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Letting our Core Values Guide Us

During times of change, it can be hard to see a way out of all the chaos. How do we move on, keep going, rebuild in a new world?

This must have been how Abraham felt when G-d told him to leave his home and travel to Canaan in this week’s Torah portion, Lech Lecha. Together with his wife Sarah and his community, Abraham left all that he knew to be true about the world and began the journey to a strange new land, filled with promises, but undoubtedly with a lot of uncertainty and trepidation.

How can we make sense of the changes brought about by the election? How will we face challenges and maintain who we are as Jews and citizens of our great country? We must go back to our roots and draw on our core values, reminding us of who we are and what we stand for:

When facing adversity, a natural response is to let the feelings of anger, frustration, helplessness or fear consume you. But you cannot separate yourself from your community – just as you find support and love and hope from your friends, family and teammates, so to do they find it in you. We must work together to help shape the future and stand up for what we know to be good and right for all Americans. As Margaret Mead said, “Never doubt that a small group of thoughtful and committed citizens can change the world; indeed, it’s the only thing that ever has.”

A leader is able to look at a situation and see it from all sides without judgement. We must be leaders in our community, helping others rise above their negative feelings and be empowered to take action.  Being a leader can be daunting but remember the quote from Pirkei Avot (a compilation of Jewish lessons and wisdom over the centuries), “You are not obligated to complete the task, but neither are you free to stand idly by.”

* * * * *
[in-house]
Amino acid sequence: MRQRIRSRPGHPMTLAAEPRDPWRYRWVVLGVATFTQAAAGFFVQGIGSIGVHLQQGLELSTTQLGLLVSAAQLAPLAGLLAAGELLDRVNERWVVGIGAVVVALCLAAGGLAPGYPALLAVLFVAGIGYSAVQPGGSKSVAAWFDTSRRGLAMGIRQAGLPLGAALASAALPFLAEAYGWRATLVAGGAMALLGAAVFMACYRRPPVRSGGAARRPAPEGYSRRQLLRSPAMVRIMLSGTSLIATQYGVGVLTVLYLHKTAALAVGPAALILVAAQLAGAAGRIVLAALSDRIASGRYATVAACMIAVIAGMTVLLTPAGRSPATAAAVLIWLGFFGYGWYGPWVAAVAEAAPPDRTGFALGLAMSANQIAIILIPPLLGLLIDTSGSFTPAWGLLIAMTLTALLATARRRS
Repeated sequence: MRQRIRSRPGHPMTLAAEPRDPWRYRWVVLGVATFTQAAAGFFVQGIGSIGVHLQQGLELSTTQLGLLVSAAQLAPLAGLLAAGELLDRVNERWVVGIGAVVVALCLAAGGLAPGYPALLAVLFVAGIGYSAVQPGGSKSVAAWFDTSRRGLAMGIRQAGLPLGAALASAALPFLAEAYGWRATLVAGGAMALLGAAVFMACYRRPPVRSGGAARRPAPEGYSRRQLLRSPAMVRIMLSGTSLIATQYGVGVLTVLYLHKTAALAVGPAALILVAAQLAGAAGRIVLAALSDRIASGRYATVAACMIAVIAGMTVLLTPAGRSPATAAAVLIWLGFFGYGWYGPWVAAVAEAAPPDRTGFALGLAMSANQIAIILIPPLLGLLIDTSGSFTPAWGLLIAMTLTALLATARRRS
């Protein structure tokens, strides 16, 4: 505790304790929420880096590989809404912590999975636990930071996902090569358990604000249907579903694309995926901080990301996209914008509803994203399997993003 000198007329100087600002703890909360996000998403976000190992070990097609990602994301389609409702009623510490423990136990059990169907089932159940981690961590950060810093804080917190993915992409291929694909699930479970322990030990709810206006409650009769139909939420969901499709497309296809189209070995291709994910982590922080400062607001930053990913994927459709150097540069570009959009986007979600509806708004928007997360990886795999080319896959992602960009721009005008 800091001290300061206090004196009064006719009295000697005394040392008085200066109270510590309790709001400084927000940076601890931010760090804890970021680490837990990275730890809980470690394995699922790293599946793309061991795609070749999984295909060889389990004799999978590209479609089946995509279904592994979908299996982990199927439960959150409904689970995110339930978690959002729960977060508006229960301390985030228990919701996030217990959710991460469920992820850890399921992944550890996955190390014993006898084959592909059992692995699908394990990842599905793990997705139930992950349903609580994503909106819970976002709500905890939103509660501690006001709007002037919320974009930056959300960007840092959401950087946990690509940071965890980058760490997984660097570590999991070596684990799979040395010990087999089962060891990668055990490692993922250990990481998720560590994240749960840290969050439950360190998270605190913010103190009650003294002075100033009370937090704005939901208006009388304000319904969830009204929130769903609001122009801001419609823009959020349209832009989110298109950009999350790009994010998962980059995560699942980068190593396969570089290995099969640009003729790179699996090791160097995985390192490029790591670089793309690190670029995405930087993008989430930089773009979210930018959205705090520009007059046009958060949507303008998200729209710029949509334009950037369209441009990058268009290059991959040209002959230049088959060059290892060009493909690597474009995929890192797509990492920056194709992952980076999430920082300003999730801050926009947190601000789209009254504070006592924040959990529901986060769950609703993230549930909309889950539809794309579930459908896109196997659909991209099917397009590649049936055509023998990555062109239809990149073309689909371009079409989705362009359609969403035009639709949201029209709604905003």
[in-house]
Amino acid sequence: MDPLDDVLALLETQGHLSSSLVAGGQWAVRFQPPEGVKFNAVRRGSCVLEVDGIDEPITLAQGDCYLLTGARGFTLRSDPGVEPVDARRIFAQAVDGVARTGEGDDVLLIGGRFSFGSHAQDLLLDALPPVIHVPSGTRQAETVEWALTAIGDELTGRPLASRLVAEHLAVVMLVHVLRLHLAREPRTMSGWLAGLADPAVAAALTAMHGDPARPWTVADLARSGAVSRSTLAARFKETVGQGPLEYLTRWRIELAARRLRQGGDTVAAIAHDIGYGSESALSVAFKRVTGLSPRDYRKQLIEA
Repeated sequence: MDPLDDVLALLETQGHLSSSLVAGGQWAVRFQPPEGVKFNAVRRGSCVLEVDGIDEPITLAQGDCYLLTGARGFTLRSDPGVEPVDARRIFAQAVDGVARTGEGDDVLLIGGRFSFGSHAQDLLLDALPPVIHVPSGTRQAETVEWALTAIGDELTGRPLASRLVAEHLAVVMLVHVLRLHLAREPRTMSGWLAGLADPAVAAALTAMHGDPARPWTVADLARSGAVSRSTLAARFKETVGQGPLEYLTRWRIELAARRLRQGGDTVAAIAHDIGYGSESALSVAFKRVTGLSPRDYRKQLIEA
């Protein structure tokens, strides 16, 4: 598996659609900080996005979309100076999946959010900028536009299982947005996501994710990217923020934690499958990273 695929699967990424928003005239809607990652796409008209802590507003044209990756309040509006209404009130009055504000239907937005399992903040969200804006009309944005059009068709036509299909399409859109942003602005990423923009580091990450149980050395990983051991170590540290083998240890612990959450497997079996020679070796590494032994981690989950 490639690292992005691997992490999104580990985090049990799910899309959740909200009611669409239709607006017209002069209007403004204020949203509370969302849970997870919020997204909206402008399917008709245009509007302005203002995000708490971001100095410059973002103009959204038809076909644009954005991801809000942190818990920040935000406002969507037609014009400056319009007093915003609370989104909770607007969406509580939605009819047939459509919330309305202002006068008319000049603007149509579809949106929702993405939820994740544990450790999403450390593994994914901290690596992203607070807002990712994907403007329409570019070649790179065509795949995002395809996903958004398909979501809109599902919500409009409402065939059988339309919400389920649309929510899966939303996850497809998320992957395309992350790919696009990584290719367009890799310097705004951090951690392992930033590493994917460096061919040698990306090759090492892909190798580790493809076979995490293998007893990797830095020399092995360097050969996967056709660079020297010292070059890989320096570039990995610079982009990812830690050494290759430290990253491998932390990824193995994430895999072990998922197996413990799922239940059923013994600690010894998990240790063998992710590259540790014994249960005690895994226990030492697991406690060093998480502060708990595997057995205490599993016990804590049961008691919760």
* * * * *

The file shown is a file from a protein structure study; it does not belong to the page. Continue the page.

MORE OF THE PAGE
One of the hardest things to do is stand up to a bully. It takes courage … and courage takes pride. Be proud of who you are and what it means to be a good and decent human being. Keep in mind though, it can be just as hard to give respect to someone who has a different opinion than you do. Part of exhibiting pride is also to be humble. We must look for the good in every human being, even those who rarely show their good side. Anne Frank reminds us that, “In spite of everything, I still believe that people are really good at heart.”

It’s easy to hit the ball off a tee or shoot free throws in an empty gym, but how can we prepare ourselves to preform when the game is on the line? We have to practice, we have to embrace failure! Pushing fearlessly out of our comfort zone is the only way we can learn and improve. During this transition time, we are being challenged to see the world in a different way, re-evaluate our leadership styles, and build bridges with unlikely allies. Martin Luther King, Jr. reminds us that, “Only in the dark can we see the stars.”

When dealing with negativity and stress, the first step is to put on a happy face. That’s not to say that we should ignore our feelings but the worst thing we can do is wallow in our negativity. We must tackle every problem with the intention of making an advance towards solving it. In yoga, often times an instructor will offer an “intention” to guide participants’ thoughts during class. But every yogi knows that the true test of our intention comes once you hit a wall that seems insurmountable.  Hold on to your vision of a just, peaceful world – even when we seem to be moving in the opposite direction. That’s what Theodore Herzl said when conceiving of an unlikely Jewish homeland: “If you will it, it is no dream.”

It’s hard to extend a hand to the opposing team after a hard fought game – no matter the outcome. And every four years, in the game with the highest stakes, when it feels like we have everything to lose no matter which side you’re on, we must take the high road. It is our responsibility to mend the burned bridges and forge ahead, guided by our core values, to build a future together.  As Hillary Clinton said in her concession speech, “Our constitutional democracy enshrines the peaceful transfer of power. And we don’t just respect that, we cherish it.”

May we all take the time this Shabbat to recommit to living a life guided by our core values – as Jews, as athletes and as citizens of the world.

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